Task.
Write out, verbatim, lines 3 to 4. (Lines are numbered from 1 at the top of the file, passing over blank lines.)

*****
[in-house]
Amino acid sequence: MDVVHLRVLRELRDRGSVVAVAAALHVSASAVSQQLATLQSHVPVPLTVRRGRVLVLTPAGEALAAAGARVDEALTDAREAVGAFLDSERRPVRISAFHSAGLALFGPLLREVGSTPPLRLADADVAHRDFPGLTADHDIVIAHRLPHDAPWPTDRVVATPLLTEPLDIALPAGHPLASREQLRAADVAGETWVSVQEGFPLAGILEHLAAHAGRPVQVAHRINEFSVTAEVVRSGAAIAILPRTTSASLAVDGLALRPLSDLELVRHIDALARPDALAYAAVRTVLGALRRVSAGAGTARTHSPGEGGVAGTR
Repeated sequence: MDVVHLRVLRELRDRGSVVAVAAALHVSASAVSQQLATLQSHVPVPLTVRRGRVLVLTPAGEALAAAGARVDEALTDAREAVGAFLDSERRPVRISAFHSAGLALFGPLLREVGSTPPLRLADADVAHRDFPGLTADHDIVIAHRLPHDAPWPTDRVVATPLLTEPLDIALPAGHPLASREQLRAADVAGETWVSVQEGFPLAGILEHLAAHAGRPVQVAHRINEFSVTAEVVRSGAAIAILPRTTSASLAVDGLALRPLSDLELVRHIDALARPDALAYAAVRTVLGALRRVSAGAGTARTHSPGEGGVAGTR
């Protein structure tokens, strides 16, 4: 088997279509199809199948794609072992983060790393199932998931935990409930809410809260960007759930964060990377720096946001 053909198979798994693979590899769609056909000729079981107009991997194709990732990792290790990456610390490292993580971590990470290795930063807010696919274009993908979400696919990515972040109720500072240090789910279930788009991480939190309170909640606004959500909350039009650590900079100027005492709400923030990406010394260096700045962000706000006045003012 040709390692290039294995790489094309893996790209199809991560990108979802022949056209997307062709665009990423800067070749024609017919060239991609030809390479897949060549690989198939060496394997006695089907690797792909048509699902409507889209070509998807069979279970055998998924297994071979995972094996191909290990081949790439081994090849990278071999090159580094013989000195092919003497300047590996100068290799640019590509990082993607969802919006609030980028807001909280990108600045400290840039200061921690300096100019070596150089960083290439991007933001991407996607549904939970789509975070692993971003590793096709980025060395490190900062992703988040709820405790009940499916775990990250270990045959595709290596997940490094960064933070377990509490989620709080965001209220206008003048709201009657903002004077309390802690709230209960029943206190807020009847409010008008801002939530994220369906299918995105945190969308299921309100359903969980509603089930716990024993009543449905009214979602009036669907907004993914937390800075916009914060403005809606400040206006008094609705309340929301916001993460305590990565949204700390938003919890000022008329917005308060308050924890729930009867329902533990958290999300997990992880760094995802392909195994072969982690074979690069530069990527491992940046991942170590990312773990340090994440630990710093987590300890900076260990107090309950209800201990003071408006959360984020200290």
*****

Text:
Repeated sequence: MDVVHLRVLRELRDRGSVVAVAAALHVSASAVSQQLATLQSHVPVPLTVRRGRVLVLTPAGEALAAAGARVDEALTDAREAVGAFLDSERRPVRISAFHSAGLALFGPLLREVGSTPPLRLADADVAHRDFPGLTADHDIVIAHRLPHDAPWPTDRVVATPLLTEPLDIALPAGHPLASREQLRAADVAGETWVSVQEGFPLAGILEHLAAHAGRPVQVAHRINEFSVTAEVVRSGAAIAILPRTTSASLAVDGLALRPLSDLELVRHIDALARPDALAYAAVRTVLGALRRVSAGAGTARTHSPGEGGVAGTR
């Protein structure tokens, strides 16, 4: 088997279509199809199948794609072992983060790393199932998931935990409930809410809260960007759930964060990377720096946001 053909198979798994693979590899769609056909000729079981107009991997194709990732990792290790990456610390490292993580971590990470290795930063807010696919274009993908979400696919990515972040109720500072240090789910279930788009991480939190309170909640606004959500909350039009650590900079100027005492709400923030990406010394260096700045962000706000006045003012 040709390692290039294995790489094309893996790209199809991560990108979802022949056209997307062709665009990423800067070749024609017919060239991609030809390479897949060549690989198939060496394997006695089907690797792909048509699902409507889209070509998807069979279970055998998924297994071979995972094996191909290990081949790439081994090849990278071999090159580094013989000195092919003497300047590996100068290799640019590509990082993607969802919006609030980028807001909280990108600045400290840039200061921690300096100019070596150089960083290439991007933001991407996607549904939970789509975070692993971003590793096709980025060395490190900062992703988040709820405790009940499916775990990250270990045959595709290596997940490094960064933070377990509490989620709080965001209220206008003048709201009657903002004077309390802690709230209960029943206190807020009847409010008008801002939530994220369906299918995105945190969308299921309100359903969980509603089930716990024993009543449905009214979602009036669907907004993914937390800075916009914060403005809606400040206006008094609705309340929301916001993460305590990565949204700390938003919890000022008329917005308060308050924890729930009867329902533990958290999300997990992880760094995802392909195994072969982690074979690069530069990527491992940046991942170590990312773990340090994440630990710093987590300890900076260990107090309950209800201990003071408006959360984020200290």